Market-friendly systems, not business friendly systems can lead to economic growth

New Delhi, March 23, 2007

“There is no perfect competition and markets cannot be left alone for determining better market access. There is a need to develop market-friendly systems for the benefit of all the stakeholders. In most developing countries, laws were drafted or applied in a business-friendly manner, which does not help economic development”, said Dr Supachai Pantichpakdi, Secretary General , UNCTAD.

Panitchpakdi was speaking at the inaugural session of a Research Symposium, “Political Economy Constraints in Regulatory Regimes in Developing Countries”, organized by CUTS Institute of Regulation and Competition here.

The symposium is a part of a research programme entitled “Competition, Regulation and Development Research Forum (CDRF), to stimulate research and deliberations on competition and regulatory implementation issues in developing countries.

Most developing countries have adopted market-oriented reforms as part of the globalization and liberalization process. Nevertheless, due to various reasons, distortions arise in the working of the market process. Developing countries pose unique challenges for competition and regulatory law enforcement. What matters is proper design and implementation of competition and regulatory regime, suitable to the needs of the developing countries.

“The economic landscape is undergoing changes in various economies and government has undertaken activities to counter market failures such as implementing of competition law or policies in various jurisdictions” observed Dr. C. Rangarajan, Chairman, Economic Advisory Council to the Prime Minister of India. “With the advent of a Competition Law in India, in the near future, we would face problems between the sectoral regulators and the competition authority. To tackle this, it would be necessary to make the legislations very clear at the initial stage”.

Dr. Supachai acknowledged the work of CUTS for raising the critical consumer voice in international fora. He elaborated about the political will problems that he had to face in implementing the competition law in Thailand. This is a problem that is faced by large number of economies, even including India.

Mr. Panitchpakdi also referred to the efforts of UNCTAD in developing healthy competition culture through their work on competition law & policy. He hoped that the key learnings of this symposium would enhance the already fruitful cooperation between UNCTAD and CUTS.

Other speakers, who spoke at the opening session included Dr Fredric Jenny, Judge French Supreme Court; Dr Nitin Desai, Roger Nellist and Pradeep Mehta, CUTS expressed their views on economic development and competition issues in Developing Countries.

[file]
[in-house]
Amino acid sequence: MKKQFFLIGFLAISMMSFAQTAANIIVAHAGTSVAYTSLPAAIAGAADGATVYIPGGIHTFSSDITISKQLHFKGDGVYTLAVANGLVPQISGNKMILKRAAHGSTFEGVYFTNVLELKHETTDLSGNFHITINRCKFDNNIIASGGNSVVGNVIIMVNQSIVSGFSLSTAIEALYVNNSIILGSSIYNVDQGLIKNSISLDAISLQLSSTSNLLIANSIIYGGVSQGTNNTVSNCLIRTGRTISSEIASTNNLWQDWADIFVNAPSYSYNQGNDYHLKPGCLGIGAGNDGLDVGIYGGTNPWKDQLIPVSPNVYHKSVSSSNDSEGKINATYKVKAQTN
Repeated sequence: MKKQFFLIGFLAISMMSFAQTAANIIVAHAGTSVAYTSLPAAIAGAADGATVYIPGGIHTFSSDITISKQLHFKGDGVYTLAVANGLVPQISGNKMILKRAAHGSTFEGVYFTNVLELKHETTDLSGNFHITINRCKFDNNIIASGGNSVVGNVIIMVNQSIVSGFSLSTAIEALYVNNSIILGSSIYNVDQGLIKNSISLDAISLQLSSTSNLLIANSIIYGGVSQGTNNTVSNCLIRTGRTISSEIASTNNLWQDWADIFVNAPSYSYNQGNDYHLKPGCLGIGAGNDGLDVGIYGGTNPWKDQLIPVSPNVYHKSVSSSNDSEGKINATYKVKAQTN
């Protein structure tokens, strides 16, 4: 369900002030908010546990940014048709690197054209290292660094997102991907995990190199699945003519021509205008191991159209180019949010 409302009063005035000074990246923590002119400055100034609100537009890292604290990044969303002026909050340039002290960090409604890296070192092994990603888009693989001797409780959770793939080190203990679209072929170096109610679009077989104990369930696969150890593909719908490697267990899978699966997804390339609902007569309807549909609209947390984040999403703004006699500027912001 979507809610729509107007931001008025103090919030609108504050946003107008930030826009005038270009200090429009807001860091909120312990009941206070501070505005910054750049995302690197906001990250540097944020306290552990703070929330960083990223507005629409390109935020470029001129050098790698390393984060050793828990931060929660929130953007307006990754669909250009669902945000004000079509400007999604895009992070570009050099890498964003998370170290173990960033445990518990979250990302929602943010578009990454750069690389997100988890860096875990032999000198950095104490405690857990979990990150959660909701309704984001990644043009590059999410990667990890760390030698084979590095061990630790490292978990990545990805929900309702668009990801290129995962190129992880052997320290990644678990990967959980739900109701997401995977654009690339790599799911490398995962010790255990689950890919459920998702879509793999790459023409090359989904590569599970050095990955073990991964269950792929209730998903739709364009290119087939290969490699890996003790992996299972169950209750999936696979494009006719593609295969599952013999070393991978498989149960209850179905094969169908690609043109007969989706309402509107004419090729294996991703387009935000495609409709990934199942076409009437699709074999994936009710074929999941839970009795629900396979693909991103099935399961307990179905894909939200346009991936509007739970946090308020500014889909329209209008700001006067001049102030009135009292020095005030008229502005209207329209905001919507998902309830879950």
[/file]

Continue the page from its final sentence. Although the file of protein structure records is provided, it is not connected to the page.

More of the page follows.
The first technical session covered issues of “Political Economy Constraints in Competition and Regulatory Regimes and Constraints faced by Competition and Regulatory Agencies”.

In all seven papers were presented. The objectives of enacting Competition Law and Policy were discussed and the potential conflicts between promoting efficiency and public interest objectives were highlighted. The debate focused on whether in a developing country competition law and policy can be used for poverty reduction. The opinion on a direct link was divided, although a suggestion was made that a consistent application of competition law can lead to greater access to the previously disenfranchised people.

Political governance approach to competition policy suggests that the former merits attention for tackling to tyranny of vested interests, promoting economic efficiency for producers and consumers. “Competition policies in developing economies should be judged explicitly against its contribution to tackling the tyranny of vested interests for better poverty reduction outcomes”, said Max Everest Philips of the DFID, UK.

It is widely recognised that competition policy has an important role to play in both developed and developing countries. There is however a crucial difference between the two when it comes down to enacting and implementing such laws. Developing and transitional economies often fall short in implementing such laws for several political and economic constraints, said Valentina Zoghbi of the International Bar Association. Other important issues like, regulatory capture and public interest were also discussed.

“High levels of market concentration in many industries across the manufacturing sector, as well as in the service sector and even in agriculture require a strong focus on the structural features of the market”, said Urmila Bhola from the Competition Tribunal South Africa. In this light it is essential that competition authorities establish credibility and reputation to acquire legitimacy in their on specific context.